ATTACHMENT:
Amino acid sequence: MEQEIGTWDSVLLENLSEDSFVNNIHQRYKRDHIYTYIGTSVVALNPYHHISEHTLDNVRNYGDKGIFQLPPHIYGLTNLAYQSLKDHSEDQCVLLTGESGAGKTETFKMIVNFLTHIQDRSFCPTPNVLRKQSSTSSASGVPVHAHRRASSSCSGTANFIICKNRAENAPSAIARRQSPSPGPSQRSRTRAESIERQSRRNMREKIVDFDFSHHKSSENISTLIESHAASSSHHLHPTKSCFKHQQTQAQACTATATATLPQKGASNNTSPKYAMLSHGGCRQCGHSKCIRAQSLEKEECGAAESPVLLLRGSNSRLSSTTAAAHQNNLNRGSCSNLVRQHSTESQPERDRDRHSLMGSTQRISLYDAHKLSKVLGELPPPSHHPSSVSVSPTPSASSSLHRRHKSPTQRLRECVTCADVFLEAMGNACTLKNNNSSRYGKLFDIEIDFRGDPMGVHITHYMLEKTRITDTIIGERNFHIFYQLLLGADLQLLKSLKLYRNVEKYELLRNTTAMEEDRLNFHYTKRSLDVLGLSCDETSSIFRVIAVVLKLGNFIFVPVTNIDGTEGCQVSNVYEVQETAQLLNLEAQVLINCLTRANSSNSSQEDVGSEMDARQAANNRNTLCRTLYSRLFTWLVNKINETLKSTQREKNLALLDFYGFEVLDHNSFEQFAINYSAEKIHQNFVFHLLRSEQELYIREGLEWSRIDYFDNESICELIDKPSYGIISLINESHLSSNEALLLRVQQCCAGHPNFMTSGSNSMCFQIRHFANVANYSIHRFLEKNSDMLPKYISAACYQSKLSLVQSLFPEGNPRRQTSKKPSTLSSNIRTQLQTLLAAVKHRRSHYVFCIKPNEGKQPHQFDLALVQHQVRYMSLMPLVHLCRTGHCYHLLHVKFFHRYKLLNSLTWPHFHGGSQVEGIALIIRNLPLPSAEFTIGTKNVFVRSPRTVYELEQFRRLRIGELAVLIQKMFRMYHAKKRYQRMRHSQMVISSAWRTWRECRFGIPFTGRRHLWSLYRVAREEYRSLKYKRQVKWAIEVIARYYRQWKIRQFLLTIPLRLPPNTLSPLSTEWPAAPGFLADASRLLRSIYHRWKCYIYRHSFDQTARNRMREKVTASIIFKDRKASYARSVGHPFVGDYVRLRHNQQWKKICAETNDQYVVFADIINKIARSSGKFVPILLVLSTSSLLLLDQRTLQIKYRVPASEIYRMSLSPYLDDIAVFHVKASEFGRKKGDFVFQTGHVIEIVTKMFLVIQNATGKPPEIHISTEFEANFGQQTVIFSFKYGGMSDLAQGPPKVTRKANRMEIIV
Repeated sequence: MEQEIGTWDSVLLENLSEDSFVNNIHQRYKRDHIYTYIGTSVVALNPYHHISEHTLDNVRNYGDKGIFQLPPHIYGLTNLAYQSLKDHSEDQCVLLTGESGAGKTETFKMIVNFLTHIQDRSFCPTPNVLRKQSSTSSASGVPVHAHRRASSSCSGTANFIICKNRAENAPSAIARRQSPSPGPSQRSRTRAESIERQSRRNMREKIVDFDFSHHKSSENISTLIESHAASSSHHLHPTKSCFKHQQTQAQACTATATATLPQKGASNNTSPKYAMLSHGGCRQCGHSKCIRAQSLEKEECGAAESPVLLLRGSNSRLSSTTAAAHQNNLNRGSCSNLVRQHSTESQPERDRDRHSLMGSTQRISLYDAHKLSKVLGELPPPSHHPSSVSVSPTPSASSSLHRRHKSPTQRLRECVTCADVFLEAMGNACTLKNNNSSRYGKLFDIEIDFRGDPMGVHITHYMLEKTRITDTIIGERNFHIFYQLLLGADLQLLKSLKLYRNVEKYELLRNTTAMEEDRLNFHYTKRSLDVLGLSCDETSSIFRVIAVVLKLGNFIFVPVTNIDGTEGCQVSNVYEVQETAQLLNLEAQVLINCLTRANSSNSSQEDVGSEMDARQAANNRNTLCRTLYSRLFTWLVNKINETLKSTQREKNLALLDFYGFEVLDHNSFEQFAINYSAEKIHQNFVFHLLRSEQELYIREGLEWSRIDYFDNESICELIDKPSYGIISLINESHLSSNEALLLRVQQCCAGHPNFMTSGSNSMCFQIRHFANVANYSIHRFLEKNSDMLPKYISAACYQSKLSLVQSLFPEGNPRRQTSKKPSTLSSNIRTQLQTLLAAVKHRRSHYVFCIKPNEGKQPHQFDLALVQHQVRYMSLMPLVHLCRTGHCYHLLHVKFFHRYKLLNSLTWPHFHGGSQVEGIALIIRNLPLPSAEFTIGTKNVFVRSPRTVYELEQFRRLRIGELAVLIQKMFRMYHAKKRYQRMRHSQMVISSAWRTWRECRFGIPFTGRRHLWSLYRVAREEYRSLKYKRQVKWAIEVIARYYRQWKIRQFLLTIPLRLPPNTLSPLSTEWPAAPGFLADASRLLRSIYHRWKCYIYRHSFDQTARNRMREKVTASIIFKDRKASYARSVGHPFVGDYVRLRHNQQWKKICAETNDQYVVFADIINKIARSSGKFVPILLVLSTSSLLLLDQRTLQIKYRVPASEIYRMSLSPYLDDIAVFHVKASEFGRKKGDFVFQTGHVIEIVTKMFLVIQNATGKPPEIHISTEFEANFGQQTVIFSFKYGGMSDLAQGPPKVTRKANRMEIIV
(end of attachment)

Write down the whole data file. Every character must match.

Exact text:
Amino acid sequence: MEQEIGTWDSVLLENLSEDSFVNNIHQRYKRDHIYTYIGTSVVALNPYHHISEHTLDNVRNYGDKGIFQLPPHIYGLTNLAYQSLKDHSEDQCVLLTGESGAGKTETFKMIVNFLTHIQDRSFCPTPNVLRKQSSTSSASGVPVHAHRRASSSCSGTANFIICKNRAENAPSAIARRQSPSPGPSQRSRTRAESIERQSRRNMREKIVDFDFSHHKSSENISTLIESHAASSSHHLHPTKSCFKHQQTQAQACTATATATLPQKGASNNTSPKYAMLSHGGCRQCGHSKCIRAQSLEKEECGAAESPVLLLRGSNSRLSSTTAAAHQNNLNRGSCSNLVRQHSTESQPERDRDRHSLMGSTQRISLYDAHKLSKVLGELPPPSHHPSSVSVSPTPSASSSLHRRHKSPTQRLRECVTCADVFLEAMGNACTLKNNNSSRYGKLFDIEIDFRGDPMGVHITHYMLEKTRITDTIIGERNFHIFYQLLLGADLQLLKSLKLYRNVEKYELLRNTTAMEEDRLNFHYTKRSLDVLGLSCDETSSIFRVIAVVLKLGNFIFVPVTNIDGTEGCQVSNVYEVQETAQLLNLEAQVLINCLTRANSSNSSQEDVGSEMDARQAANNRNTLCRTLYSRLFTWLVNKINETLKSTQREKNLALLDFYGFEVLDHNSFEQFAINYSAEKIHQNFVFHLLRSEQELYIREGLEWSRIDYFDNESICELIDKPSYGIISLINESHLSSNEALLLRVQQCCAGHPNFMTSGSNSMCFQIRHFANVANYSIHRFLEKNSDMLPKYISAACYQSKLSLVQSLFPEGNPRRQTSKKPSTLSSNIRTQLQTLLAAVKHRRSHYVFCIKPNEGKQPHQFDLALVQHQVRYMSLMPLVHLCRTGHCYHLLHVKFFHRYKLLNSLTWPHFHGGSQVEGIALIIRNLPLPSAEFTIGTKNVFVRSPRTVYELEQFRRLRIGELAVLIQKMFRMYHAKKRYQRMRHSQMVISSAWRTWRECRFGIPFTGRRHLWSLYRVAREEYRSLKYKRQVKWAIEVIARYYRQWKIRQFLLTIPLRLPPNTLSPLSTEWPAAPGFLADASRLLRSIYHRWKCYIYRHSFDQTARNRMREKVTASIIFKDRKASYARSVGHPFVGDYVRLRHNQQWKKICAETNDQYVVFADIINKIARSSGKFVPILLVLSTSSLLLLDQRTLQIKYRVPASEIYRMSLSPYLDDIAVFHVKASEFGRKKGDFVFQTGHVIEIVTKMFLVIQNATGKPPEIHISTEFEANFGQQTVIFSFKYGGMSDLAQGPPKVTRKANRMEIIV
Repeated sequence: MEQEIGTWDSVLLENLSEDSFVNNIHQRYKRDHIYTYIGTSVVALNPYHHISEHTLDNVRNYGDKGIFQLPPHIYGLTNLAYQSLKDHSEDQCVLLTGESGAGKTETFKMIVNFLTHIQDRSFCPTPNVLRKQSSTSSASGVPVHAHRRASSSCSGTANFIICKNRAENAPSAIARRQSPSPGPSQRSRTRAESIERQSRRNMREKIVDFDFSHHKSSENISTLIESHAASSSHHLHPTKSCFKHQQTQAQACTATATATLPQKGASNNTSPKYAMLSHGGCRQCGHSKCIRAQSLEKEECGAAESPVLLLRGSNSRLSSTTAAAHQNNLNRGSCSNLVRQHSTESQPERDRDRHSLMGSTQRISLYDAHKLSKVLGELPPPSHHPSSVSVSPTPSASSSLHRRHKSPTQRLRECVTCADVFLEAMGNACTLKNNNSSRYGKLFDIEIDFRGDPMGVHITHYMLEKTRITDTIIGERNFHIFYQLLLGADLQLLKSLKLYRNVEKYELLRNTTAMEEDRLNFHYTKRSLDVLGLSCDETSSIFRVIAVVLKLGNFIFVPVTNIDGTEGCQVSNVYEVQETAQLLNLEAQVLINCLTRANSSNSSQEDVGSEMDARQAANNRNTLCRTLYSRLFTWLVNKINETLKSTQREKNLALLDFYGFEVLDHNSFEQFAINYSAEKIHQNFVFHLLRSEQELYIREGLEWSRIDYFDNESICELIDKPSYGIISLINESHLSSNEALLLRVQQCCAGHPNFMTSGSNSMCFQIRHFANVANYSIHRFLEKNSDMLPKYISAACYQSKLSLVQSLFPEGNPRRQTSKKPSTLSSNIRTQLQTLLAAVKHRRSHYVFCIKPNEGKQPHQFDLALVQHQVRYMSLMPLVHLCRTGHCYHLLHVKFFHRYKLLNSLTWPHFHGGSQVEGIALIIRNLPLPSAEFTIGTKNVFVRSPRTVYELEQFRRLRIGELAVLIQKMFRMYHAKKRYQRMRHSQMVISSAWRTWRECRFGIPFTGRRHLWSLYRVAREEYRSLKYKRQVKWAIEVIARYYRQWKIRQFLLTIPLRLPPNTLSPLSTEWPAAPGFLADASRLLRSIYHRWKCYIYRHSFDQTARNRMREKVTASIIFKDRKASYARSVGHPFVGDYVRLRHNQQWKKICAETNDQYVVFADIINKIARSSGKFVPILLVLSTSSLLLLDQRTLQIKYRVPASEIYRMSLSPYLDDIAVFHVKASEFGRKKGDFVFQTGHVIEIVTKMFLVIQNATGKPPEIHISTEFEANFGQQTVIFSFKYGGMSDLAQGPPKVTRKANRMEIIV